Celebrate Safely with Fireworks

By Sneh Ghandi, Abigail Lieu, Gracia Mulangu, and Sophia Pell, student interns, Occupational Health Services
Photo of large cluster of sparkly white fireworks explosion against a night sky.

Photo from SPGM archives

Editor’s note: This is part of a series on summer safety, written by Occupational Health Services student interns.

Warm, sunny weather in summer and fall is perfect for outdoor celebrations. Independence Day, Labor Day, family reunions, parades, cookouts, birthday parties—these are all occasions for which folks gather together to enjoy each other’s company, eat great food, and often top off the event with fireworks.

However, before you start to plan for party pyrotechnics, it is important to know if fireworks are legal in your area. In Frederick County, Maryland, only ground-based sparklers (sparklers stationed on the ground that shoot a small shower of sparks) and gold-label sparklers (which do not include chemicals added to give color) are permitted. However, in Montgomery, Prince George's, and Baltimore counties, all types of fireworks are illegal.

In Pennsylvania, fireworks such as firecrackers and bottle rockets containing less than 50 milligrams of explosive material can be purchased and used by adults.

It is also essential to remember that a fun evening with fireworks can turn into a trip to the emergency room if safety procedures are not carefully followed. A recent report from the U.S. Consumer Product Safety Commission noted a “significant” (25%) upward trend in fireworks-related injuries in the U.S. between 2006 and 2021. 

Keep a clear head and keep kids safe

When hosting a celebration, it can be difficult to keep an eye on children. However, using extra caution when watching the kids, namely keeping them away from fireworks altogether, can be key to avoiding a serious incident. According to the National Fire Protection Association, children younger than 15 years of age accounted for almost one quarter of injuries reported in 2021. None should’ve been using fireworks to begin with.

I have treated kids who tried to light firecrackers – ‘cherry bombs’ – and throw them, but they exploded before they left their hand. I have observed lacerations, burns, and swelling to the hand/fingers, as well as temporary hearing loss from this ill-advised trick,” Ron Kunz, safety manager in the Environment, Health, and Safety Directorate at Frederick National Laboratory, wrote in an email.

Kunz, a veteran of a long career in emergency and safety services, has seen his fair share of the aftermath of such incidents.

Among teens and adults, using fireworks under the influence of alcohol or other mind-impairing substances dramatically increases chances of significant injury, including eye and head trauma, and burns to the arms, legs, face, and trunk. While a cold beer is the go-to choice for many adults at cookouts and summer celebrations, partaking – even just a drink or two – means it’s best to leave the pyrotechnics for another day.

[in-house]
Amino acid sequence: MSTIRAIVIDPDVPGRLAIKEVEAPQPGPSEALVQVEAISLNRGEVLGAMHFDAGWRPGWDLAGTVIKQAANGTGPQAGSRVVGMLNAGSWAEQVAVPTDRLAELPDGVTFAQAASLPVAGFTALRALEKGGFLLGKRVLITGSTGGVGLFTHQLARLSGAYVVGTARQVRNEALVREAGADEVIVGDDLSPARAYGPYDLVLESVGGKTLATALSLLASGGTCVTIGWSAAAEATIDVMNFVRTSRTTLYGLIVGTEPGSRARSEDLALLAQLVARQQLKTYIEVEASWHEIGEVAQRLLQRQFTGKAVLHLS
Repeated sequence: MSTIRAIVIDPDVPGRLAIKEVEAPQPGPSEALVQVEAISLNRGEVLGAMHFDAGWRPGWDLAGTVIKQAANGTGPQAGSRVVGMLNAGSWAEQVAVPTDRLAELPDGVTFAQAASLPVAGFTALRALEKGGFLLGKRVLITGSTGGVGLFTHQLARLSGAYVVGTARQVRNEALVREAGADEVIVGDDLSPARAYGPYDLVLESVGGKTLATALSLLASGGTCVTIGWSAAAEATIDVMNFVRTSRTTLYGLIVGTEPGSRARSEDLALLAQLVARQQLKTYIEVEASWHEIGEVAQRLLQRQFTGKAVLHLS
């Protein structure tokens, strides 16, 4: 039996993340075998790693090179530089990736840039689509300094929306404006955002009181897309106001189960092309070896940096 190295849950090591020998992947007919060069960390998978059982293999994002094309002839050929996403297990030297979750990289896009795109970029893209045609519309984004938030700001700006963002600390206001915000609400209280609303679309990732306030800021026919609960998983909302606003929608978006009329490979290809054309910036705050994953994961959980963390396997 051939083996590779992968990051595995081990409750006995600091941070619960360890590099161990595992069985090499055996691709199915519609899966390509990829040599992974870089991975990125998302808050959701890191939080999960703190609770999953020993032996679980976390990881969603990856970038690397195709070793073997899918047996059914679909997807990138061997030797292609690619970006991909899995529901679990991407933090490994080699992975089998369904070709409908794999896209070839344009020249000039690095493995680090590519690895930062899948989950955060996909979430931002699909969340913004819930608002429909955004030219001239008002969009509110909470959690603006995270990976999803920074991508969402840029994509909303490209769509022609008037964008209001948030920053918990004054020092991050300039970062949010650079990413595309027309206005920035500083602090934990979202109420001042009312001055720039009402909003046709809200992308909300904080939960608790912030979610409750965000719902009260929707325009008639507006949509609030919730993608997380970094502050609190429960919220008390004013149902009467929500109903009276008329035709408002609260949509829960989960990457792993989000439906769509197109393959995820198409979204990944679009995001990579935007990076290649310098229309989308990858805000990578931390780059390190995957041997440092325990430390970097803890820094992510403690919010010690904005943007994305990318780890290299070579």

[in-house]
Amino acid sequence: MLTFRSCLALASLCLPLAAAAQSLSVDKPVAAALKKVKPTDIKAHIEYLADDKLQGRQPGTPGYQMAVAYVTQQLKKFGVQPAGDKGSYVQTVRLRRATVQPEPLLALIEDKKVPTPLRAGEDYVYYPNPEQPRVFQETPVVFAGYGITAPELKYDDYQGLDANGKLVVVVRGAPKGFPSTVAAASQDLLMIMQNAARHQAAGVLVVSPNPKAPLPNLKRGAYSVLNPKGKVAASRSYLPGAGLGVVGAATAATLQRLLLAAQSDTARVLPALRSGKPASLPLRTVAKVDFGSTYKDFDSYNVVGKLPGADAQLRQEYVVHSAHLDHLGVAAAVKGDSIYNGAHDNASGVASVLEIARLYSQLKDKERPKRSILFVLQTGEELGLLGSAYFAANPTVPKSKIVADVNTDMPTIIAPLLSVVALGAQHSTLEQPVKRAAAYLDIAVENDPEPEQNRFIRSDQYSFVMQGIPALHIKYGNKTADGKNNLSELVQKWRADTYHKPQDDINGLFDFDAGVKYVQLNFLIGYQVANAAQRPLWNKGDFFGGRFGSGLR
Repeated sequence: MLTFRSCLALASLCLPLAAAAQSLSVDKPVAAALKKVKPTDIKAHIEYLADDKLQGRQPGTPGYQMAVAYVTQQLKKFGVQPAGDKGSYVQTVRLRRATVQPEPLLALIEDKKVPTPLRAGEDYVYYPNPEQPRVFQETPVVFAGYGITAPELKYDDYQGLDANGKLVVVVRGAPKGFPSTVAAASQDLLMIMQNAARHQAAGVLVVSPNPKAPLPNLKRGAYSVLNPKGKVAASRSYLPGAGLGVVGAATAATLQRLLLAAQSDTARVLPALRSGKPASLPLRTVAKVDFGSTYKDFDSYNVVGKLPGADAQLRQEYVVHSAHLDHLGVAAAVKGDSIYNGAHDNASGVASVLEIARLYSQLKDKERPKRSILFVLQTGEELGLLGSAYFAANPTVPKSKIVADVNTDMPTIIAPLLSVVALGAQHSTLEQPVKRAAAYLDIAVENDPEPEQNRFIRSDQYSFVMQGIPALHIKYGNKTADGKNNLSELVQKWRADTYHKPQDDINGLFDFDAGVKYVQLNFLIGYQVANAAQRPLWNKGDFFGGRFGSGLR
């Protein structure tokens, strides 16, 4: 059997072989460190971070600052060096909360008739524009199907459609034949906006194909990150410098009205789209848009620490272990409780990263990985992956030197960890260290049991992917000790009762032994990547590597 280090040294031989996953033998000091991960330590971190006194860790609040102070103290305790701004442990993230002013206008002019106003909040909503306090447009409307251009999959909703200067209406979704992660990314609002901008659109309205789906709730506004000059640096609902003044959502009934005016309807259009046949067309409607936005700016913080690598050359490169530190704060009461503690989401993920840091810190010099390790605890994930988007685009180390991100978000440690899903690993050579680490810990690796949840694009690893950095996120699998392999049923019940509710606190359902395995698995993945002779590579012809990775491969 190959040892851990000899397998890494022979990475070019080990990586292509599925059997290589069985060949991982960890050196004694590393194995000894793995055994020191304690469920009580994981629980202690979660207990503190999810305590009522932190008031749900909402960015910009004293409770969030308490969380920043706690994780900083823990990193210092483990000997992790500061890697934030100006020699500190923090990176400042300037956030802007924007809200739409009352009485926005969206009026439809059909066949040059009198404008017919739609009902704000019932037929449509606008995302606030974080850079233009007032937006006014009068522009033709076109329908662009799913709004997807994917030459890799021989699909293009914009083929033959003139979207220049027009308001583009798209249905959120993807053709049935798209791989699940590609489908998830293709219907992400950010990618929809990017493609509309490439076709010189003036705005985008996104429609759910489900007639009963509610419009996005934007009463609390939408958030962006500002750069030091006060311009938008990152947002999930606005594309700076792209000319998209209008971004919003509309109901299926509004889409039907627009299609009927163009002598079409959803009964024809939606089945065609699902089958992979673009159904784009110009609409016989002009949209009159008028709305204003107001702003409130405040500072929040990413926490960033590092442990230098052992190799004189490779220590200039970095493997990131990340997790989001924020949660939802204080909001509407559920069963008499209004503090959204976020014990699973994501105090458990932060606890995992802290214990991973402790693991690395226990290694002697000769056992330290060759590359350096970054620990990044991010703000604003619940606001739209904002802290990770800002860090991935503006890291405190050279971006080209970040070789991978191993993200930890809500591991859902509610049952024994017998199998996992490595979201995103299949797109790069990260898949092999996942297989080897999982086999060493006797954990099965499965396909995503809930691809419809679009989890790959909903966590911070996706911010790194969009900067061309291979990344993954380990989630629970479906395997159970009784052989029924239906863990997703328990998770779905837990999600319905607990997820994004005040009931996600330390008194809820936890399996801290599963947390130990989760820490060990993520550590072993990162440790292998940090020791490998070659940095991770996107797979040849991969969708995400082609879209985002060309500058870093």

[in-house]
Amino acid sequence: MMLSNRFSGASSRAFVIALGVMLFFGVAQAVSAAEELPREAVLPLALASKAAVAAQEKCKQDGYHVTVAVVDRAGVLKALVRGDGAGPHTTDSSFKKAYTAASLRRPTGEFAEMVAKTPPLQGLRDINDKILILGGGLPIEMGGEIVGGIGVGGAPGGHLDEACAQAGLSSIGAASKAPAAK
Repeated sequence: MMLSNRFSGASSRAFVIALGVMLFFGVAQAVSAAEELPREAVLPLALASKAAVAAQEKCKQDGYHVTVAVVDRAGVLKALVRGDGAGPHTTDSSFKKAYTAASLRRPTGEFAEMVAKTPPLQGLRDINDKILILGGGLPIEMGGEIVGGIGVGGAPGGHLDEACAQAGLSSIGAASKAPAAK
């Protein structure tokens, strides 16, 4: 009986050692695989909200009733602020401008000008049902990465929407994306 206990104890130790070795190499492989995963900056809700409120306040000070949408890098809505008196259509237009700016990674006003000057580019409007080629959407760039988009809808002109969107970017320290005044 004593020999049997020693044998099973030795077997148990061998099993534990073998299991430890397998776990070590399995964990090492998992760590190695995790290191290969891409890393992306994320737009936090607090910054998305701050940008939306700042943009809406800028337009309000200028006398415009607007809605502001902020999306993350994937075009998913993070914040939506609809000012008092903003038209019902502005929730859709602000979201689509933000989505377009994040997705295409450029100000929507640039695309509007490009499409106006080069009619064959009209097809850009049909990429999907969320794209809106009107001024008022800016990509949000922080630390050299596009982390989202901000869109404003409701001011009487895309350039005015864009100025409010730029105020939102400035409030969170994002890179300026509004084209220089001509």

What to do to minimize risk

For these reasons, the National Safety Council recommends enjoying professional fireworks displays over home displays, or celebrating using glow sticks, confetti poppers, or colored streamers, instead. Some communities even offer light shows that use illuminated drones instead of explosives for sparkly, celebratory cheer.

However, if you choose to use consumer fireworks, here are some important safety rules to follow:

  • Never use illegal fireworks.
  • Never point or throw lighted fireworks at another person or try to hold them in your hands.
  • Never use fireworks while impaired by drugs or alcohol.
  • Young children should not handle fireworks.
  • Older children should handle fireworks only under adult supervision.
  • Use fireworks away from houses and flammable material.
  • Keep a bucket of water nearby in case of fire.
  • Wear protective eyewear when using fireworks or standing nearby.
  • Keep pets indoors; loud booming noises cause confusion and distress.
  • Light one device at a time and maintain a safe distance after lighting.
  • Soak used, unused, and “dud” fireworks in water for several hours before discarding.
  • Do not try to re-light or handle malfunctioning fireworks.
  • Never light fireworks indoors or try to ignite them in a container.

Fireworks are beautiful and exciting but be careful when using them to protect the most important parts of your celebrations—you and your loved ones.

Sneh Gandhi, a rising senior at University of Maryland College Park, and Sophia Pell, a rising senior at Shepherd University, are summer student interns for Occupational Health Services (OHS). Abigail Lieu, a rising senior at Walkersville High School, and Gracia Mulangu, a rising senior at Frederick High School, are Werner H. Kirsten interns, also for OHS. All four assist registered nurses and nurse practitioners with day-to-day clinical tasks, including basic patient intake and triage, venipuncture, vaccine administration, patient charting, and wellness promotion.

Teaser photo by Matheus Bertelli on pexels